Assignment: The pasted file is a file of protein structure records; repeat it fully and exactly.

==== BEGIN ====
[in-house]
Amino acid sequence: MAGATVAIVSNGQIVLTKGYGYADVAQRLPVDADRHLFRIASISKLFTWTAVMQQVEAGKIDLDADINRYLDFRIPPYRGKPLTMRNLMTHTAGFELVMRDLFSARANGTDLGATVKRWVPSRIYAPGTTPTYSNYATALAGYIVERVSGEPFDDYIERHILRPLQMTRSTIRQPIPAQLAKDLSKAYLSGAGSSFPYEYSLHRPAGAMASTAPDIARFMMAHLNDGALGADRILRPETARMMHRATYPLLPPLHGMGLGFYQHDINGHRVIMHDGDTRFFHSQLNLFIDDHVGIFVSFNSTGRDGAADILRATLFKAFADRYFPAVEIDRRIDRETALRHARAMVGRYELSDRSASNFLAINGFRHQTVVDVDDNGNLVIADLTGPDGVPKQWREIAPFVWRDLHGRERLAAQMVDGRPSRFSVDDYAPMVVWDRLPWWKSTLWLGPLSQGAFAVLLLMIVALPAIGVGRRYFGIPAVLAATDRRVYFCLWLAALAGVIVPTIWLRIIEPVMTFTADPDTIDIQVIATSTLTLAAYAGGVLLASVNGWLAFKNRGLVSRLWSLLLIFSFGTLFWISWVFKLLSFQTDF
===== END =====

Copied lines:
[in-house]
Amino acid sequence: MAGATVAIVSNGQIVLTKGYGYADVAQRLPVDADRHLFRIASISKLFTWTAVMQQVEAGKIDLDADINRYLDFRIPPYRGKPLTMRNLMTHTAGFELVMRDLFSARANGTDLGATVKRWVPSRIYAPGTTPTYSNYATALAGYIVERVSGEPFDDYIERHILRPLQMTRSTIRQPIPAQLAKDLSKAYLSGAGSSFPYEYSLHRPAGAMASTAPDIARFMMAHLNDGALGADRILRPETARMMHRATYPLLPPLHGMGLGFYQHDINGHRVIMHDGDTRFFHSQLNLFIDDHVGIFVSFNSTGRDGAADILRATLFKAFADRYFPAVEIDRRIDRETALRHARAMVGRYELSDRSASNFLAINGFRHQTVVDVDDNGNLVIADLTGPDGVPKQWREIAPFVWRDLHGRERLAAQMVDGRPSRFSVDDYAPMVVWDRLPWWKSTLWLGPLSQGAFAVLLLMIVALPAIGVGRRYFGIPAVLAATDRRVYFCLWLAALAGVIVPTIWLRIIEPVMTFTADPDTIDIQVIATSTLTLAAYAGGVLLASVNGWLAFKNRGLVSRLWSLLLIFSFGTLFWISWVFKLLSFQTDF